Mind Twister......

Hi,
  I got this question from one of the user group.. I found it quite interesting.... So I thought you people must give it a try.... I guess i know the answer but i am not that confident about it...... Its just a puzzle to puzzle you.....

class base
{
public:

      virtual void func1 ()
      {
            cout << "Base: func1" << endl;
      }
      
      void func2 ()
      {
            cout << "Base: func2" << endl;
      }
};

class derived
{
public:
      void func1 ()
      {
            cout << "Derived: func1" << endl;
      }
      
      virtual void func2 ()
      {
            cout << "Derived: func2" << endl;
      }
};


int main(void)
{
      base* pb1;
      derived d1;

      pb1=(base*)&d1;

      pb1->func1 ();
      pb1->func2 ();

 return 0 ;
}

Guess the output first..... And then try the explaination part......

Don't think the answer but know the answer ... ;-)

Dennis
LVL 5
dennis_georgeAsked:
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AxterCommented:
The result of this code is undefined according to the C++ standard.

The base class is not a base class of the derived class.
So forcing the compiler to use the wrong class type pointer for your object leads to undefined behavior.
0

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DanRollinsCommented:
I agree with Axter.  As shown, you might as well call strcpy(), with the two parameters being a pointer to a function and a pointer to a void pointer... something might happen, but whatever it is, would be meaningless.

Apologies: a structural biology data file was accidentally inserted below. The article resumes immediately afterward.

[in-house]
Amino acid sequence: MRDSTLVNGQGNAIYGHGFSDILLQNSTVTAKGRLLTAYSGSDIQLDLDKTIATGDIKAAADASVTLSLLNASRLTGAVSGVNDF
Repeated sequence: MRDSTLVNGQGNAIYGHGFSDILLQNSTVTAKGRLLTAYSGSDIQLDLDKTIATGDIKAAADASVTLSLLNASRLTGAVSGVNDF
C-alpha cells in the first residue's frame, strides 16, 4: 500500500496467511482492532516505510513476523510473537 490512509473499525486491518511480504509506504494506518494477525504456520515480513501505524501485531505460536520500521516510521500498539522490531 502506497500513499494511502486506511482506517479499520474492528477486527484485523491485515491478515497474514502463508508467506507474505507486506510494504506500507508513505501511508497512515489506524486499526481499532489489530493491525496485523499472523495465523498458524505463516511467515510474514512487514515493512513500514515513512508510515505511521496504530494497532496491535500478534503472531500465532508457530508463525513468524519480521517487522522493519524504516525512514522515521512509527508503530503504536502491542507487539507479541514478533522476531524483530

Perhaps the question is mis-stated.  If the object named 'derived'  is actually derived from the object named 'base' then the question might have some meaning.

-- Dan
0
gwapCommented:
Like axter said, the result is undefined according to the standard, however, due to the most common implementation of the C++ standard, your output should be :
Derived:func2
Base:func2

I don't need to explain the Base:func2 outcome as it is merely a static link.
The Derived:func2 outcome is because, for class base, the pb1->func2 call is translated to "the first function in the virtual function pointer table."

This virtual function pointer table is the table of Derived; furthermore, the first (and only) entry in the table of Derived is that of virtual function Derived::func2.

But like Axter said, this is implementation defined.
0
havman56Commented:
dennis,

Axter said is absoluetly correct behaviour undefined.

kindly dont try to test experts  knowledge in EE.
see section 10.3 of C++ standard

0
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